On the other side of the river I watched some Great Egrets fighting over fishing spots, and a Belted Kingfisher nattering angrily at a pair of Canada Geese that decided to float through its fishing grounds.
As I was leaving the park, I came across a Eastern Fox Squirrel that was “bathing” itself on the perch of a tree stump. It was soooo cute!
I was out in the park for about 3 hours, so I walked for a total of 4 hours on this excursion. It was fun, and wonderful to be outdoors, but it was also very wearing and I crashed when I got home. This was hike #6 in my #52HikeChallenge for the year.
- Acorn Woodpecker, Melanerpes formicivorus
- Almond Tree, Prunus dulcis
- Anna’s Hummingbird, Calypte anna
- Audubon’s Warbler, Yellow-Rumped Warbler, Setophaga coronata auduboni
- Bay Laurel, California Bay, Umbellularia californica
- Belted Kingfisher, Megaceryle alcyon
- Black Phoebe, Sayornis nigricans
- Black-Tailed Jackrabbit, Lepus californicus
- Boxelder, Box Elder Tree, Acer negundo
- Bufflehead Duck, Bucephala albeola [flyby]
- Bumpy Rim-Lichen, Lecanora hybocarpa [tan to brown apothecia]
- Bushtit, American Bushtit, Psaltriparus minimus
- California Buckeye Chestnut Tree, Aesculus californica
- California Camouflage Lichen, Melanelixia californica
- California Mugwort, Artemisia douglasiana
- California Pipevine, Dutchman’s Pipe, Aristolochia californica
- California Scrub Jay, Aphelocoma californica
- Canada Goose, Branta canadensis
- Columbian Black-Tailed Deer, Odocoileus hemionus columbianus
- Common Chickweed, Stellaria media
- Common Goldeneye, Bucephala clangula
- Common Merganser, American Common Merganser, Mergus merganser americanus
- Coyote Brush, Baccharis pilularis
- Crow, American Crow, Corvus brachyrhynchos
- Eastern Fox Squirrel, Sciurus niger [rusty belly]
- Flies, Black-Margined Flower Fly, Syrphus opinator
- Gold Dust Lichen, Chrysothrix candelaris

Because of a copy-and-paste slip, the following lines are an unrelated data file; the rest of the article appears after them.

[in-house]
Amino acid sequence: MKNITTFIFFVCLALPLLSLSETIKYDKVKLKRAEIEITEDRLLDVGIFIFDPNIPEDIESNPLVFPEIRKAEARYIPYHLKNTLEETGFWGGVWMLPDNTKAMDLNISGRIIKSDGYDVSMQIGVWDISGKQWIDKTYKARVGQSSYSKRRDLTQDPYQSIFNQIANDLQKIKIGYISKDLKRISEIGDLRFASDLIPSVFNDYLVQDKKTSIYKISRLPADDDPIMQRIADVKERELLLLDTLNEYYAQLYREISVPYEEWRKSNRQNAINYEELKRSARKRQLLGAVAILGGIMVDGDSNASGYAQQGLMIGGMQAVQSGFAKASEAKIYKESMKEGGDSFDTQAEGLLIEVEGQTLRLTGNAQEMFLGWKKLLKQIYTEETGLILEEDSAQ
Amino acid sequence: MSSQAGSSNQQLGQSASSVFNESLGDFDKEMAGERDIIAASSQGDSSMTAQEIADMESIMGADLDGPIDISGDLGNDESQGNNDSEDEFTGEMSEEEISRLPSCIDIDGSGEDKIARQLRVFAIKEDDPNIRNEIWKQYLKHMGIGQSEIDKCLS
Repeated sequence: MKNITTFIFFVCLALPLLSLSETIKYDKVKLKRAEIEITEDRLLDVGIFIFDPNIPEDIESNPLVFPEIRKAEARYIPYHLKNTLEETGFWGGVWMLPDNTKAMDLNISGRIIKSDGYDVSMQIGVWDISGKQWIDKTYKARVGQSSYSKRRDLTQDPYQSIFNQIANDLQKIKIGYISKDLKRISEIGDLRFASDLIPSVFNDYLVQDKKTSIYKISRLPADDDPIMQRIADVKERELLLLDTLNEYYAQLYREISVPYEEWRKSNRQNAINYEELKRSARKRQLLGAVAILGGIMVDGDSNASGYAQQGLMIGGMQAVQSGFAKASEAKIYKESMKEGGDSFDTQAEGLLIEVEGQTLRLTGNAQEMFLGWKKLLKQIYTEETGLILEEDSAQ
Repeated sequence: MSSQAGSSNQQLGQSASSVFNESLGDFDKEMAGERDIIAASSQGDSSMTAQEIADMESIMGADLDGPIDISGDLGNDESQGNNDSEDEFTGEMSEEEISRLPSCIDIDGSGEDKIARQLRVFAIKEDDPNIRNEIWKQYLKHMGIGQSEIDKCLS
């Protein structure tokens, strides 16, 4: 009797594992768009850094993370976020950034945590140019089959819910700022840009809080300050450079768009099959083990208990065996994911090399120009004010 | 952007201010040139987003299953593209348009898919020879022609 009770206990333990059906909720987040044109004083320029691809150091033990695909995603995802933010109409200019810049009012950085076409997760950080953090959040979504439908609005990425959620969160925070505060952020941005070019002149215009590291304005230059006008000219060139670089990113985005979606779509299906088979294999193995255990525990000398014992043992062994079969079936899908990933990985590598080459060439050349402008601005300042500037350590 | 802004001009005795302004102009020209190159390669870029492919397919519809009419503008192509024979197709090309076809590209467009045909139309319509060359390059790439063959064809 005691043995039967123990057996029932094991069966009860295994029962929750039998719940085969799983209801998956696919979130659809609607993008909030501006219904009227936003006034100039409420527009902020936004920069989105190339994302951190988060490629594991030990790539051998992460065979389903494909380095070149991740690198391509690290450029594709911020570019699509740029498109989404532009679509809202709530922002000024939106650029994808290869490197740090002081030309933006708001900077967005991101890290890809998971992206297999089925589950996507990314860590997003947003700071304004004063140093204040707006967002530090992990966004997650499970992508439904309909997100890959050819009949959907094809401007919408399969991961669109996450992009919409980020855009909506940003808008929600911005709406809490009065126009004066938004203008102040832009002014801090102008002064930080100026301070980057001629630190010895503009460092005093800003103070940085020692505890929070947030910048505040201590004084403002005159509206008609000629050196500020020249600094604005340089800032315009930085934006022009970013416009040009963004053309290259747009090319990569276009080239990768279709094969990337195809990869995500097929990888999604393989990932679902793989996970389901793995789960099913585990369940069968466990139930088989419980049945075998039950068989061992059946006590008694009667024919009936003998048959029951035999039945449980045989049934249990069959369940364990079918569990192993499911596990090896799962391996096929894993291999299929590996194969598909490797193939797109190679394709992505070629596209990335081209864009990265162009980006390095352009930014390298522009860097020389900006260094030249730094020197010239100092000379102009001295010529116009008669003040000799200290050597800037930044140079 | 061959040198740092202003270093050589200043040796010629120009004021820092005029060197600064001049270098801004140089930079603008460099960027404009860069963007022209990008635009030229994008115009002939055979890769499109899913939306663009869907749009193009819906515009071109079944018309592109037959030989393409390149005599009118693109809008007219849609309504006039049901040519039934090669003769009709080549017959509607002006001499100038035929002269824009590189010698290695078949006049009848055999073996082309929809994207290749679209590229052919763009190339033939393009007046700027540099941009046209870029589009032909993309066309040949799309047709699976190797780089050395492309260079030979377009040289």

- Great Egret, Ardea alba
- Gull, Herring Gull, Larus argentatus
- Gull, Larus sp.
- Lesser Goldfinch, Spinus psaltria
- Mallard Duck, Anas platyrhynchos
- Manroot, California Manroot, Bigroot, Marah fabaceus
- Mistletoe, Broadleaf Mistletoe, Phoradendron macrophyllum
- Mosses, Bonfire Moss, Funaria hygrometrica
- Mourning Dove, Zenaida macroura
- Northern Flicker, Colaptes auratus
- Nuttall’s Woodpecker, Picoides nuttallii
- Oak Apple, California Gall Wasp, Andricus quercuscalifornicus
- Oak Titmouse, Baeolophus inornatus
- Oak, Interior Live Oak, Quercus wislizeni
- Oak, Valley Oak, Quercus lobata
- Powder-Edged Speckled Greenshield , Flavopunctelia soredica [pale green, lots of soredia]
- Red-Shouldered Hawk, Buteo lineatus elegans
- Rio Grande Wild Turkey, Meleagris gallopavo intermedia
- Ruby-Crowned Kinglet, Regulus calendula
- Spotted Sandpiper, Actitis macularius
- Towhee, Spotted Towhee, Pipilo maculatus [heard]
- Turkey Vulture, Cathartes aura
- Western Bluebird, Sialia mexicana
- Western Gray Squirrel, Sciurus griseus
- White Horehound, Marrubium vulgare
- Willow Rosette Gall Midge, Rabdophaga salicisbrassicoides [on stem]
- Willow, Arroyo Willow, Salix lasiolepis
- Wren, Bewick’s Wren, Thryomanes bewickii